A critic alleged the European human rights court treats attacks against Christianity differently than those against Islam
Eloïse Bouton stands at the altar of the Madeleine church in Paris holding ox livers in protest the Catholic Church’s stance on abortion Dec. 20, 2013. (Thomas Samson/AFP via Getty Images)
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The European Court of Human Rights (ECHR) recently overturned the ruling of a French court that had fined and issued a jail sentence to a feminist who interrupted a Roman Catholic church service and “aborted” Jesus on the altar while topless.
Eloïse Bouton was bare-breasted and painted in pro-choice slogans all over her body when, in December 2013, she interrupted Christmas carols at Paris’ famous Madeleine church and protested the Catholic Church’s teachings against abortion by simulating an abortion of Jesus.
Wearing a crown of thorns to mock Jesus Christ and a blue veil to deride the Virgin Mary, Bouton carried pieces of ox livers to symbolize an aborted baby as she stood in front of the church altar and pretended to perform an “abortion” before urinating on the ground in front of the congregants.
Written on Bouton’s body at the time was the French phrase “344 salope,” which translates to “344th slut,” in reference to an open letter of 343 French women who admitted to having an abortion in 1971.
The Ukrainian group Femen, which Bouton used to be a member of, later celebrated the act on social media, writing “Christmas is canceled!” and that “the holy mother Eloïse has just aborted the embryo of Jesus on the altar of the Madeleine.”
The church’s priest filed a legal complaint against Bouton, who was found guilty by a French court of an unlawful “sexual display.” She was sentenced to more than a month in prison and ordered to pay the church €2,000, a punishment France’s highest court upheld.
In an opinion rendered Oct. 13, the Strasbourg-based ECHR ruled that by punishing Bouton for her display, France violated the article of the European Convention on Human Rights that protects freedom of expression.
“The Court notes that the applicant’s conviction was based on the characterization of the offense of sexual exhibition,” the opinion said in part. “According to the Government, it was not intended to sanction [her] critical ideas and opinions on the doctrine of the Catholic Church.”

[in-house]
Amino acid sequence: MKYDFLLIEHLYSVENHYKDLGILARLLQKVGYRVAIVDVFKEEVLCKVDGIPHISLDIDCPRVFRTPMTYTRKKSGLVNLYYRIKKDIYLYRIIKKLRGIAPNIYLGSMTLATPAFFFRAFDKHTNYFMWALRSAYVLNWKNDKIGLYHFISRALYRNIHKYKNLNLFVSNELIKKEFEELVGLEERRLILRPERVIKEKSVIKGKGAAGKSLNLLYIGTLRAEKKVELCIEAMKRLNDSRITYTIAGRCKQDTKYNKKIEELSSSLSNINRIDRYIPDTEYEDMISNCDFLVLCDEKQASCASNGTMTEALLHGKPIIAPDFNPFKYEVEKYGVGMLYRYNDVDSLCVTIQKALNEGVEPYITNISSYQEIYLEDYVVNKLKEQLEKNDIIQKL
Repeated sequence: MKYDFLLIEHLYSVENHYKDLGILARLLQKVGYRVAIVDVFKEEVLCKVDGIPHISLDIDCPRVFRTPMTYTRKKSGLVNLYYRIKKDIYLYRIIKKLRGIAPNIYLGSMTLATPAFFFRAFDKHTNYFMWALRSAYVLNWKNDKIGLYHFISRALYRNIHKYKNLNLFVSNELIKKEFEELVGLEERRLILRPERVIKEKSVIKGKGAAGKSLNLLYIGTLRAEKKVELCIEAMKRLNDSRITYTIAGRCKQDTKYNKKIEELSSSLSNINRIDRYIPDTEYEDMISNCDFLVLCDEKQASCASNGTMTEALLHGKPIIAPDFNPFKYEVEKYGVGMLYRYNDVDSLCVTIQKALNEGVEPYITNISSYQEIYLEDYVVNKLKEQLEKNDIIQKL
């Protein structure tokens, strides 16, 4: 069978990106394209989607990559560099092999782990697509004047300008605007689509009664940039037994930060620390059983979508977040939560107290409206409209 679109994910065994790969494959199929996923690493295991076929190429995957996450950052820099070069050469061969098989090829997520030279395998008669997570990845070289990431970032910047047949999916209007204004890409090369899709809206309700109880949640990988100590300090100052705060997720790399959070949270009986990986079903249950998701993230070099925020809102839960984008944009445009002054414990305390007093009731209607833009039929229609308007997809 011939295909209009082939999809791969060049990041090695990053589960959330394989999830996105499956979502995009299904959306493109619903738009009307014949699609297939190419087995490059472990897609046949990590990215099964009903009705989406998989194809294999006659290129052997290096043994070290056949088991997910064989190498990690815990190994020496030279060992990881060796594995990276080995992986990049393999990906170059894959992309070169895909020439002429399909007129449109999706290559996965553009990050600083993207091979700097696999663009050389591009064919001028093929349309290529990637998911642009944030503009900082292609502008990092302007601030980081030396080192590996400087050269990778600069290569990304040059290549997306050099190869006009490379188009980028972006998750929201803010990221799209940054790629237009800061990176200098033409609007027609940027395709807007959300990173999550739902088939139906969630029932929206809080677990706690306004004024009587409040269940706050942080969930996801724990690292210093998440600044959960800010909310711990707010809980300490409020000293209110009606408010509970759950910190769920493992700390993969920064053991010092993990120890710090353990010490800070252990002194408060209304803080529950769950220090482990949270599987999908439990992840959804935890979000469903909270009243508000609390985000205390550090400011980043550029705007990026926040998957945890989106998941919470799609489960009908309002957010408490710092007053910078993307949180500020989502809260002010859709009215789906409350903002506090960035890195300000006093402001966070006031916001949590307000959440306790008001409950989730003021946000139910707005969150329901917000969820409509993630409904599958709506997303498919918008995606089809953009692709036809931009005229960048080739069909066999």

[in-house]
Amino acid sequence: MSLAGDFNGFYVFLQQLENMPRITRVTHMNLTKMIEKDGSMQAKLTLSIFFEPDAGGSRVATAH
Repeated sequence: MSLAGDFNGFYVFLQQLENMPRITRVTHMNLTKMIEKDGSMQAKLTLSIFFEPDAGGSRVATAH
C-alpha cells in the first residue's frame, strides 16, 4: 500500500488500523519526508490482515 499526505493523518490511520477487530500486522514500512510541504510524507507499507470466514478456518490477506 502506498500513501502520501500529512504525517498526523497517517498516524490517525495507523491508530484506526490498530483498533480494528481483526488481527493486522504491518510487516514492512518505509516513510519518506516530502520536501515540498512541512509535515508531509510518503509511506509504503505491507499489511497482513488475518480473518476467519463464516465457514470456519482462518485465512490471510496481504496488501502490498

“Nevertheless, the Court considers, as it has mentioned above …, that in view of its militant nature, the action of the applicant, who sought to express her political convictions, in line with the positions defended by the Femen movement on whose behalf she was acting, must be regarded as constituting a ‘performance’ falling within the scope of the article,” the opinion added.
ECHR ordered France to pay Bouton €9,800 for moral damages, legal costs and expenses.
Grégor Puppinck, the director of the European Centre for Law and Justice, criticized the European court’s ruling, claiming in a statement on his organization’s website that the ECHR increasingly defends attacks against Christian churches on the continent while treating attacks against Islam differently.
“In 2018, it had already ruled that the blasphemous provocation of the feminist punk group, the ‘Pussy riots,’ in the choir of the Orthodox Cathedral in Moscow was a form of expression protected by the Court,” Puppinck wrote.
“The Pussy riots’ lawyer, formerly working for [George] Soros foundation, has since become a judge at the ECHR. The same year, the Court also condemned Lithuania for sanctioning blasphemous advertisements featuring Christ and the Virgin Mary,” Puppinck continued.
Puppinck noted that, in 2018, the ECHR upheld the criminal conviction of a lecturer in Austria who characterized Mohammed’s sexual relationship with 9-year-old girl Aisha as pedophilic.
Jon Brown is a writer for Fox News Digital. Story tips can be sent to [email protected]